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We’ve long known that educators are heroes. But this past year has shown us how strong our school leaders have needed to be as they face the challenges of teaching children in a pandemic. We’re honoring one Boosterthon principal per month as a small thank you to the incredible heart it takes to lead a school during the 2020-2021 school year.

When Principal Mandy Byrd reported for work in July of 2020 after a brief summer break, she knew she faced one of the biggest challenges of her career. 

The fourth-year principal of Bridge Creek Intermediate School in Blanchard, OK, was tasked with figuring out how to meet the needs of her 350+ elementary school students and 30+ staff in the middle of a global pandemic. 

“Almost everything had to be different than it was before,” said Principal Byrd. 

The level of planning was extensive. Recess, lunch, classrooms, and even bathroom breaks had to be modified to create a safe learning environment for students and teachers. 

“We were reinventing how to do everything,” she said. 

Once Principal Byrd and her team came up with a workable game plan, they communicated it to the school community through email newsletters. 

When the school year began in September, Bridge Creek had 317 in-person students and 39 students enrolled in the school’s “virtual academy.”

From the beginning, there were many challenges. 45 percent of Bridge Creek’s mostly caucasian students receive free or reduced lunch. Many of these students had no devices at home—some even had no Internet—to participate in the school’s virtual academy. In those cases, the Bridge Creek team had to provide the student with a device or a paper packet for them to go through.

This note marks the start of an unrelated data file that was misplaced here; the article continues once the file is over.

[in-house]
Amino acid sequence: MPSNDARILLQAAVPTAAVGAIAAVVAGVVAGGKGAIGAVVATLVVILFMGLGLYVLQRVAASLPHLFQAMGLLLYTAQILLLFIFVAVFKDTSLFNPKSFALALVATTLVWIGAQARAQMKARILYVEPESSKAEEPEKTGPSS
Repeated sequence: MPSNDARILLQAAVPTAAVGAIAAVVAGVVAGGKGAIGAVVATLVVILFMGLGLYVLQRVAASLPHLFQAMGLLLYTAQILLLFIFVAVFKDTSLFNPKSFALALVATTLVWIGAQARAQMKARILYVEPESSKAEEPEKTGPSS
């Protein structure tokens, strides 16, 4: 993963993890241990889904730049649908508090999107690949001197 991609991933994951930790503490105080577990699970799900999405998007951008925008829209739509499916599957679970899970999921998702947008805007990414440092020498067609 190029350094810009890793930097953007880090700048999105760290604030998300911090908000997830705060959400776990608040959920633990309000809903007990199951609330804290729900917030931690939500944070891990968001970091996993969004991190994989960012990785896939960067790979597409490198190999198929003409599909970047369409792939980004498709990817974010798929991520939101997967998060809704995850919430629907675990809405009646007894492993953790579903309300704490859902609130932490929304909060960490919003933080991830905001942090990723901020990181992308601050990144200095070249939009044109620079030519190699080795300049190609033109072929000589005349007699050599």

But despite the obstacles, when the semester kicked off in September, everything went smoothly for a while. Then, the school started experiencing positive COVID cases. To date, 12 Bridge Creek staff members have contracted the virus. Over the course of the semester, many students, teachers, and sometimes entire classrooms were required to quarantine for a period. 

At one point, COVID cases were spiking so sharply that the entire district mandated a two-week remote learning period. And tragically, one teacher in the school lost her husband to the virus.

In the midst of all this chaos stands Principal Byrd. But Mrs. Byrd is no stranger to enormous, life-or-death challenges. 

Principal Byrd addressing her school community via Facebook. 

In 2012, Mrs. Byrd received the devastating news that she had contracted a rare form of Lymphoma that attacks the subcutaneous layer of the skin. After being treated for a time in Oklahoma City, her doctors recommended she receive treatment at the renowned MD Anderson Cancer Center in Houston, TX. 

The MD Anderson medical team recommended she undergo a stem cell transplant, an intensive procedure that would require a family member to donate his/her stem cells. Due to the lengthy recovery process, the procedure would also mean her family would have to move to Houston temporarily. 

Eventually, Mrs. Byrd’s brother volunteered to donate the needed stem cells. Over the course of the treatment and recovery period, Mandy and her family lived in Houston for 100 days. 

Since her stem cell procedure involved knocking her white blood cell count down to zero, Mrs. Byrd fought through extreme fatigue and numerous other side effects. 

“I had to be physically and mentally tough,” she said.

But despite the challenges, thankfully she’s been cancer-free since her procedure. It’s a gift that Mrs. Byrd doesn’t take for granted.